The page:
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Examining The Role of Urban Form In Shaping People’s Accessibility to Opportunities: An Exploratory Spatial Data Analysis

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  • Scott, Darren M.

    ()
    (McMaster University)

  • Horner, Mark W.

    (Florida State University)

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    Abstract

    This study employs a comprehensive suite of accessibility indices to investigate whether American cities are designed in such a way that the locations of goods, services, and other opportunities favor certain socio-economic groups over others. In so doing, the study’s findings contribute to pressing policy issues such as social exclusion. Seven counties of the Louisville, KY-IN MSA serve as the study area for the investigation. Data are derived from three sources: a geocoded travel diary survey that was conducted in the study area in 2000, a geocoded database of all urban opportunities in the study area, and a database containing shortest path travel times between the locations of households and urban opportunities. Accessibility indices (i.e., gravity, cumulative opportunity, and proximity) are computed for households found in the trip diary survey. Furthermore, these indices are defined for 34 types of opportunities: four aggregate types (i.e., retail, service, leisure, and religious) and 30 disaggregate types representing the 10 most popular destinations for trips for each of the first three aggregate types. Non-parametric Wilcoxon rank sum tests are used to compare the accessibilities of five socio-economic groups (i.e., individuals residing in rural communities, individuals residing in single-person and single-parent households, individuals residing in low-income households, women, and the elderly) to their counterparts. Except for individuals residing in rural areas, our findings indicate that groups, which conventional wisdom would suggest are at risk of social exclusion, are not disadvantaged in terms of accessibility.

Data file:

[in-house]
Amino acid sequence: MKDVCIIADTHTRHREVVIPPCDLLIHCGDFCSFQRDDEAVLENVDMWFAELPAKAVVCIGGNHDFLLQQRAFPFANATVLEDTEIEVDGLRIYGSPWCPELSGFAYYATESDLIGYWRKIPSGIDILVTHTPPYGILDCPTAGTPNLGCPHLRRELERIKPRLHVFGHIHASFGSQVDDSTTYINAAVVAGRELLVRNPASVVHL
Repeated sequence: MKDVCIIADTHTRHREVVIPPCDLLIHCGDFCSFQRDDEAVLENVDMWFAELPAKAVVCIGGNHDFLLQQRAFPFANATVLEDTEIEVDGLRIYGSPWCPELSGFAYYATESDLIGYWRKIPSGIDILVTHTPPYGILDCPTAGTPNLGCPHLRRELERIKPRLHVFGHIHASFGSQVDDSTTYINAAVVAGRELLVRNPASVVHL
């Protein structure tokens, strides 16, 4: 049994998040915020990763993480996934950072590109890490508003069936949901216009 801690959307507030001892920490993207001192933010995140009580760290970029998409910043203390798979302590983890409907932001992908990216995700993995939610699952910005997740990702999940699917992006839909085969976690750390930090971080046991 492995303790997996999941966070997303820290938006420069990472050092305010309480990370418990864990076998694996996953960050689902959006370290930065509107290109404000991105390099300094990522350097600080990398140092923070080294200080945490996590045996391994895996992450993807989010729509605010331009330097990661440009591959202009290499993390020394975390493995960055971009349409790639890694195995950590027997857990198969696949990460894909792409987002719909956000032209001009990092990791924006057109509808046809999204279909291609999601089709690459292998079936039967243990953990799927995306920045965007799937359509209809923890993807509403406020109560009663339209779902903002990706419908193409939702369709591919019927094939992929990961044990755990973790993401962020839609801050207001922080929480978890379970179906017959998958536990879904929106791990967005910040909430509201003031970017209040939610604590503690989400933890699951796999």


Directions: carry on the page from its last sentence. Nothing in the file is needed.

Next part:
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    Bibliographic Info

    Article provided by Center for Transportation Studies, University of Minnesota in its journal The Journal of Tranport and Land Use.

    Volume (Year): 1 (2008)
    Issue (Month): 2 ()
    Pages: 89-119

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    Handle: RePEc:ris:jtralu:0011

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    Web page: http://www.jtlu.org/index.php/jtlu
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    Related research

    Keywords: Accessibility; Urban Structure; Activities; Exclusion;

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    Cited by:
    1. Páez, Antonio & Moniruzzaman, Md. & Bourbonnais, Pierre-Leo & Morency, Catherine, 2013. "Developing a web-based accessibility calculator prototype for the Greater Montreal Area," Transportation Research Part A: Policy and Practice, Elsevier, vol. 58(C), pages 103-115.
    2. Niedzielski, Michael A. & Horner, Mark W. & Xiao, Ningchuan, 2013. "Analyzing scale independence in jobs-housing and commute efficiency metrics," Transportation Research Part A: Policy and Practice, Elsevier, vol. 58(C), pages 129-143.
    3. Kang, Hejun & Scott, Darren M., 2010. "Exploring day-to-day variability in time use for household members," Transportation Research Part A: Policy and Practice, Elsevier, vol. 44(8), pages 609-619, October.
    4. Matthew Roorda & Antonio Páez & Catherine Morency & Ruben Mercado & Steven Farber, 2010. "Trip generation of vulnerable populations in three Canadian cities: a spatial ordered probit approach," Transportation, Springer, vol. 37(3), pages 525-548, May.

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